Jefferson Fish is a white psychologist from the Bronx who married an African American anthropologist from Brooklyn. Because his wife’s work is with Brazilian Indians, the couple went off with their daughter to live in Brazil for a couple of years. While there, Dr. Fish became fascinated by the different way Brazilians think about race. Over time, he immersed himself in the biological, sociocultural, and psychological literature, and did research on the topic–leading ultimately to the publication of The Myth of Race.
The Myth of Race deals concisely with a wide range of topics, from how the concept of race differs in different cultures and race relations in the United States, to IQ tests and the census. It draws on scientific knowledge to topple a series of myths that pass as facts, correct false assumptions, and clarify cultural misunderstandings about the highly charged topic of race. The book demonstrates that the apparently straightforward concept of race is actually a confusing mixture of two different concepts, and that confusion often leads to miscommunication. The first concept, biological race, simply doesn’t actually exist in the human species. Instead, what we think of as “race” is gradual variation in what people look like (e.g., skin color and facial features) and in their genes, as you travel around the planet–with more distant populations appearing more different than closer ones. If you travel in different directions, the populations look different in different ways. The second concept, social race, is a set of cultural categories for labeling people based on how their ancestors were classified, selected aspects of what they look like, or various combinations of both. These sets of categories vary widely from one culture to another.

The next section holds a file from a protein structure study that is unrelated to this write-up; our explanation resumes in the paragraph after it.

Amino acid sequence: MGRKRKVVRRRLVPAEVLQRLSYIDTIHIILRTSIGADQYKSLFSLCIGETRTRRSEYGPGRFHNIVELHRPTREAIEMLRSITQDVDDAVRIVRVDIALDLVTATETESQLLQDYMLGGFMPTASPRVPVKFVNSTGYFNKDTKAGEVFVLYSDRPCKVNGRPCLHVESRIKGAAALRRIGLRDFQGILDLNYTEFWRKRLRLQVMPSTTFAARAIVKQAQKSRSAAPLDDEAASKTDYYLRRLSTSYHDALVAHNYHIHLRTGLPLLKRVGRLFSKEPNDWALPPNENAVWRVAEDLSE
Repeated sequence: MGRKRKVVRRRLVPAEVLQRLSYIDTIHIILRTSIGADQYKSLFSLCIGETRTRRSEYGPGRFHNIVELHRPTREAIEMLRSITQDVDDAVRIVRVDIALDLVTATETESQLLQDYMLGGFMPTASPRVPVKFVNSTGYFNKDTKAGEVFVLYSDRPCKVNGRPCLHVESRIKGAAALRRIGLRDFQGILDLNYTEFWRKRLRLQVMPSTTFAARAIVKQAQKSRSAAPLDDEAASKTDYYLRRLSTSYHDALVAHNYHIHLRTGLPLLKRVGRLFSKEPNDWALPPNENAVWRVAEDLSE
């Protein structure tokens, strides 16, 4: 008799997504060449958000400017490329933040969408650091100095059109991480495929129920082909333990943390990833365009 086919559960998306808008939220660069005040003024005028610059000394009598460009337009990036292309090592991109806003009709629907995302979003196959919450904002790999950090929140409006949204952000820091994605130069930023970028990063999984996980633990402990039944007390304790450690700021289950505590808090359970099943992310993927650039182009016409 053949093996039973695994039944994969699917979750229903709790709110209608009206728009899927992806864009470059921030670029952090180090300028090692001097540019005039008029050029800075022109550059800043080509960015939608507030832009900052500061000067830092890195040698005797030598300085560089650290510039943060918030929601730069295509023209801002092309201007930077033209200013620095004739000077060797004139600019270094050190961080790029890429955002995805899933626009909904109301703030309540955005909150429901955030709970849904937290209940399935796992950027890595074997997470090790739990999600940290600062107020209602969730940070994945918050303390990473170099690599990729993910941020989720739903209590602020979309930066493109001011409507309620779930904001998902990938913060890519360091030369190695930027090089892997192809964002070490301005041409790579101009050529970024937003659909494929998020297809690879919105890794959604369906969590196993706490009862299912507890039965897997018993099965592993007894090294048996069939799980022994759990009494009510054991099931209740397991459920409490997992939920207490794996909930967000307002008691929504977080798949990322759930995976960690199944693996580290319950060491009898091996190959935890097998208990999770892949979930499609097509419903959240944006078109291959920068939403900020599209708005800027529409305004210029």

Jefferson Fish is Professor Emeritus of Psychology at St. John’s University, New York City, where he previously served as Chair of the Department of Psychology and as Director of the PhD Program in Clinical Psychology. He received his PhD in clinical psychology from Columbia University, and was a postdoctoral fellow at SUNY Stony Brook. His specialties are clinical psychology and cross-cultural psychology. He is the author or editor of twelve books, and more than a hundred other works dealing with race, culture, Brazil, therapy, drug policy, and other topics. His articles have appeared in popular media—e.g., Psychology Today, Newsday, and The Humanist—and in academic journals—e.g., American Psychologist, Journal of Consulting and Clinical Psychology, and American Anthropologist. Dr. Fish speaks Portuguese, French, Spanish, and German.
His website is www.jeffersonfish.com, and his Psychology Today blog is Looking in the Cultural Mirror.
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